Sunday, April 20, 2008

Cotswold Mall, Charlotte, North Carolina

Updated (5/6/08) with vintage aerial view

Cotswold Mall, Charlotte, North Carolina. Cover of mailing from early days of the mall. (courtesy Pat Richardson)

Cotswold Mall, Charlotte, North Carolina. Aerial view of shopping center, 1966. (courtesy Pat Richardson)

Cotswold Mall, Charlotte, North Carolina. Interior mall view, date unknown. (courtesy Pat Richardson)

Cotswold Mall, Charlotte, North Carolina. Interior mall view, date unknown. (courtesy Pat Richardson)


Cotswold Mall, Charlotte, North Carolina. Moonlight Madness Sale advertisement, February, 28, 1975 (Pat Richardson)

Cotswold Mall wasn't Charlotte's first enclosed mall (that distinction goes to Charlottetown Mall), but it was the first that was truly in the suburbs. Anchored by Harris Teeter, Ivey's, Roses, and The Collins Company, Cotswold Mall opened in the 1960s and featured both interior and exterior entrances for its stores.

Various remodeling schemes and anchor changes would change Cotswold Mall from an enclosed mall to exclusively a open-air center with a neighborhood focus, but it still stands, fully occupied, at the corner of Randolph Road and Sharon Amity Road, not far from SouthPark.

21 comments:

  1. I miss the old Cotswold with the interior mall. It always had an eclectic mix of shops (which probably lead to its restructuring). In Charlotte, this would serve as the prototype for several similar malls (Freedom, Tyvola, Northpark, Tryon, Gaston Mall in Gastonia)--all would have interior malls that would connect two main anchors (usually a grocery store and Richway/Target). Unfortunately, the few that remain are in such terrible shape, they might be beyond saving.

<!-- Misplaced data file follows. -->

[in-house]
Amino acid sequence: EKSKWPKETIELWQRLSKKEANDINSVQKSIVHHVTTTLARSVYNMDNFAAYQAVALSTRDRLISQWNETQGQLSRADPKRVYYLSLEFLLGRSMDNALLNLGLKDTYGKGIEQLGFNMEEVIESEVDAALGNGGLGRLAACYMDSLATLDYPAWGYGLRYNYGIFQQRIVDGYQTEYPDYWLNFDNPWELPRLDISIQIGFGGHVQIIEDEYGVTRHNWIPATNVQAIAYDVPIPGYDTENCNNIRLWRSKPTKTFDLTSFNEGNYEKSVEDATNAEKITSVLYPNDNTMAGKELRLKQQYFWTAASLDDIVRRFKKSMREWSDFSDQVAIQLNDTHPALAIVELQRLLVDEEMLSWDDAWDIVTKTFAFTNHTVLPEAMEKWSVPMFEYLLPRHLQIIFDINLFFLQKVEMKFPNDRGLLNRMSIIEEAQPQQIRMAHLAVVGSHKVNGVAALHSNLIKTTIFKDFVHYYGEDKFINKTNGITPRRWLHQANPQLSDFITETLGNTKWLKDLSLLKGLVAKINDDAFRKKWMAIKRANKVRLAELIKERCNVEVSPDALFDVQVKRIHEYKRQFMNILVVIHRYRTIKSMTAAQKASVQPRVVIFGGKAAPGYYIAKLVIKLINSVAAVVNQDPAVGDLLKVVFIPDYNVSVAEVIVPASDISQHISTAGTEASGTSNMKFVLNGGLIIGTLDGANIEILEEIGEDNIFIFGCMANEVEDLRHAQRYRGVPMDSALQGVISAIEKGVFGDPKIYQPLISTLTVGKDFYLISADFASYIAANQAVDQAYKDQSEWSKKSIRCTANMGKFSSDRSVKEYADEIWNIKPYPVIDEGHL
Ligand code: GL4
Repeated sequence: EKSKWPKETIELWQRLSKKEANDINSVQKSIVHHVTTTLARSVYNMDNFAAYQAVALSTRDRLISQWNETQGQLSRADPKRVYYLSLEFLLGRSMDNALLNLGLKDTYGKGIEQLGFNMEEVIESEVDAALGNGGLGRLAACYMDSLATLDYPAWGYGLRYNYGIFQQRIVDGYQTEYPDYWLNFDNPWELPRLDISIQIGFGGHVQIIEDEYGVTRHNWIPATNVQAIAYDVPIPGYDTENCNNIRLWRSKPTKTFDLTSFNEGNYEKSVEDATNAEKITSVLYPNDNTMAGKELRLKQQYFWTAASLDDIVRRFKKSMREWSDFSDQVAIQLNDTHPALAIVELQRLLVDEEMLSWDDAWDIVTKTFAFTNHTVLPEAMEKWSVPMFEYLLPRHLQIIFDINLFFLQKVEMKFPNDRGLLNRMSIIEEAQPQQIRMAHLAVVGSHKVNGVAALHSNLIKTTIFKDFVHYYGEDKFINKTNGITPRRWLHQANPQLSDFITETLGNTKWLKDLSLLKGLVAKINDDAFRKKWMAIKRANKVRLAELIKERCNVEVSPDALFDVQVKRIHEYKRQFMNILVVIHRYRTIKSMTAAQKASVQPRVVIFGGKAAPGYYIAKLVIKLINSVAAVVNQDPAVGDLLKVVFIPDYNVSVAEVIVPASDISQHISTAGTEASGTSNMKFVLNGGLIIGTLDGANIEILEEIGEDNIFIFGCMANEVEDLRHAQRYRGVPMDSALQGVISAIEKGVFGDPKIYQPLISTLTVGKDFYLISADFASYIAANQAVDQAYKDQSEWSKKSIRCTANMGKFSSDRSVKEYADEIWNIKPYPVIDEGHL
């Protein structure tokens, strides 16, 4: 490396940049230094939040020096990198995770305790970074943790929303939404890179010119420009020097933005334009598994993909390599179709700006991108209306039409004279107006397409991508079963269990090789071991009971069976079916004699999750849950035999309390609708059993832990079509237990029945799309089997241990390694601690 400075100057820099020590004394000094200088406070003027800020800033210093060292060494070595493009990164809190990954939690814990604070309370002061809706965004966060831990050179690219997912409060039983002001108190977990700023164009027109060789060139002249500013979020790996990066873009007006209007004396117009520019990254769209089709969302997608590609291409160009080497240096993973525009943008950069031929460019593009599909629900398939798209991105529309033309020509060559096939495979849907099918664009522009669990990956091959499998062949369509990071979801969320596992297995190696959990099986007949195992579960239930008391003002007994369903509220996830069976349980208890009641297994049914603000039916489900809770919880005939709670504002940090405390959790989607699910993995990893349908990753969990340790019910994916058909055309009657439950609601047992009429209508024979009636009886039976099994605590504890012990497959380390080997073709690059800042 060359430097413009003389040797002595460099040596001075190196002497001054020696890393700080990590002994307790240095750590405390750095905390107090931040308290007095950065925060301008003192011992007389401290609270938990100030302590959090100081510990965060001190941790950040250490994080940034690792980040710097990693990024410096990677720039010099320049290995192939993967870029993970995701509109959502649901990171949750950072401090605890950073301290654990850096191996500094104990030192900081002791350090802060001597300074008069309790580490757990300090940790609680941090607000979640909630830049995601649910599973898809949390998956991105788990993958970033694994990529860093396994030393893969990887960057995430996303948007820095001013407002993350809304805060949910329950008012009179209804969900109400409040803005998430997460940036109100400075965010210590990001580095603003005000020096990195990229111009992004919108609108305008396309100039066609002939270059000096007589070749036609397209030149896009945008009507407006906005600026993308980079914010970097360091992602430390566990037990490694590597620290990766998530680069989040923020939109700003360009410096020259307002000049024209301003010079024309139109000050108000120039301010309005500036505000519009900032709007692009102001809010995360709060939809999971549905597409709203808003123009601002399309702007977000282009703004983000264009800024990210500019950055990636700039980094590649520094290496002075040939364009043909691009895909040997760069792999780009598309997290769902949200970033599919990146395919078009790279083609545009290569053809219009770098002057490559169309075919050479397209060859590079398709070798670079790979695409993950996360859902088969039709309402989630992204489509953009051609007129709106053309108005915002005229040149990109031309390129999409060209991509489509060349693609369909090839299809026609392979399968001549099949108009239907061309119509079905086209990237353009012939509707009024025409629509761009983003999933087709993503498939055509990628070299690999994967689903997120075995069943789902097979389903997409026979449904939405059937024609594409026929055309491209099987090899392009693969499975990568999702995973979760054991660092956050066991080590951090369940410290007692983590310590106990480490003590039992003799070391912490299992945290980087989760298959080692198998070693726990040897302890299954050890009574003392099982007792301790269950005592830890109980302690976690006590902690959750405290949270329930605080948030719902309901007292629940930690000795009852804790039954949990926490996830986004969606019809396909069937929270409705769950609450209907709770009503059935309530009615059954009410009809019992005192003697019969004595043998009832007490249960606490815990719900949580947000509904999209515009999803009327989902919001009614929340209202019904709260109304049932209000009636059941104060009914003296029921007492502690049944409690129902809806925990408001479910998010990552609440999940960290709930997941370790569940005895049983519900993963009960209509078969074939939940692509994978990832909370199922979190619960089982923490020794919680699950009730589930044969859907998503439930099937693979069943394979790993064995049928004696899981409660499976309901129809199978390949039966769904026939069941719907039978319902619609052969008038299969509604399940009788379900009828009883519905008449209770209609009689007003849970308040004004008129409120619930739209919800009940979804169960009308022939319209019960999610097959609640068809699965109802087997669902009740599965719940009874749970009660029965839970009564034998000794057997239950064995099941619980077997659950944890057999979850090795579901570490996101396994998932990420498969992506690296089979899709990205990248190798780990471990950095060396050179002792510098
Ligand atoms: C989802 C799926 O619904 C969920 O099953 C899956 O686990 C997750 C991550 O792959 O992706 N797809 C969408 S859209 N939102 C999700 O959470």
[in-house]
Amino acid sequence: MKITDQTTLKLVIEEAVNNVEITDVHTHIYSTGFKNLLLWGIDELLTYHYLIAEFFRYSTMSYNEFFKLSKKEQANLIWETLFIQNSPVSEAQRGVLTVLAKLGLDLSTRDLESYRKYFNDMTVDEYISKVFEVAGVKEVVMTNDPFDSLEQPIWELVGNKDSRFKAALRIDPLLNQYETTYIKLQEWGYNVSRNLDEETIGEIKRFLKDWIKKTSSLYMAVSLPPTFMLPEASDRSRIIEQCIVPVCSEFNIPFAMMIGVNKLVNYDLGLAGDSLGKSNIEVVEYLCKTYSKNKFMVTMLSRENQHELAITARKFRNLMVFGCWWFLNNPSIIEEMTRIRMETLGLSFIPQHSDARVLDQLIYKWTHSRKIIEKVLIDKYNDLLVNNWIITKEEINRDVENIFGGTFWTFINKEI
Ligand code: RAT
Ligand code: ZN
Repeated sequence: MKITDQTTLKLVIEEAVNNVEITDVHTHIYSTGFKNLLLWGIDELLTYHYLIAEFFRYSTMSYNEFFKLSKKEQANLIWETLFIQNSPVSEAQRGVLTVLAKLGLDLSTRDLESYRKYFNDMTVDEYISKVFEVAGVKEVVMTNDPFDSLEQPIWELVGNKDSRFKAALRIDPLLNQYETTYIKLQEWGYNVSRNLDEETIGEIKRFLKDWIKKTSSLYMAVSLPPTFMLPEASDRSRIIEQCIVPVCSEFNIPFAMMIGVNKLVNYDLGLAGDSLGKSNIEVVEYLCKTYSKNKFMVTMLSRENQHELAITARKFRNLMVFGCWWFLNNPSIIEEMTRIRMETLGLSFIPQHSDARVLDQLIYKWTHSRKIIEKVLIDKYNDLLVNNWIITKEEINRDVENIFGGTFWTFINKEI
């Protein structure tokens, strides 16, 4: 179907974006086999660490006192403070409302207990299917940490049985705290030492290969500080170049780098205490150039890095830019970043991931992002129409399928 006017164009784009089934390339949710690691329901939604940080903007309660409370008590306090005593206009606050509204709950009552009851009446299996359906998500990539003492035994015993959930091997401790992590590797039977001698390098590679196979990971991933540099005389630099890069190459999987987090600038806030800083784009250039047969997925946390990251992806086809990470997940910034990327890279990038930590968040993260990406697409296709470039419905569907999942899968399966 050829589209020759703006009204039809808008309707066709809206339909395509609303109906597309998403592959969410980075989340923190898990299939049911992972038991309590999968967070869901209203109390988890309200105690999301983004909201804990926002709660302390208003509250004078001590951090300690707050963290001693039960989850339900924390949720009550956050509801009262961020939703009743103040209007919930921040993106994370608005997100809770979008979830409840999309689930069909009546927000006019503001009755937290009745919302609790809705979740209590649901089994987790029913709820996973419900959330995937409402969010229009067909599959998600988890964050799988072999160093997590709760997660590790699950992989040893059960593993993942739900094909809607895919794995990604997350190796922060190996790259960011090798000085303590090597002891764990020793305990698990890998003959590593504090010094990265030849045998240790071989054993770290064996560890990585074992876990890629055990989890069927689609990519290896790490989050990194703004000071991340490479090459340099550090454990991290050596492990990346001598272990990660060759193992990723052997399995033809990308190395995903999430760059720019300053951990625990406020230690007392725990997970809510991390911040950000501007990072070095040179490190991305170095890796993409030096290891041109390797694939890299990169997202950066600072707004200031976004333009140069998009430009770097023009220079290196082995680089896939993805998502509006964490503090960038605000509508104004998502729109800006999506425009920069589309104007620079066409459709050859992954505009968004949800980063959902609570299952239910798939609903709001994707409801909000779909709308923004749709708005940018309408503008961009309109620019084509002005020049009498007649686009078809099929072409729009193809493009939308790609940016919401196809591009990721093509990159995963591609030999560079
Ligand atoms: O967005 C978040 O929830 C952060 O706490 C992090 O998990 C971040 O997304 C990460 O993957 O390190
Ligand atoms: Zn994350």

I imagine this type of mall was prevalent nationwide throughout the '60's.

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  2. Hmm, the early generations of regional shopping centers sure were spartan affairs. The extreme lack of landscaping to act as a buffer against all of those harsh concrete surfaces wouldn't put me in a 'shopping mode'.

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  3. That artist's rendering is fantastic! I always love that kind of thing - and colorful, to boot. And is that an A&P logo encircled by the "C" in Cotswold? It looks like a 50's/60's circular logo with "rays" that they used. As I'm sure you know, multiple supermarkets within the same center were commonplace at that time.

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  4. Dave--it is an A&P. It opened in 1963.

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  5. Pat: There were indeed a lot of smaller enclosed malls with funky shops back in the day. The uniform mega-malls we're more familiar with were more of a '70s-'80s thing.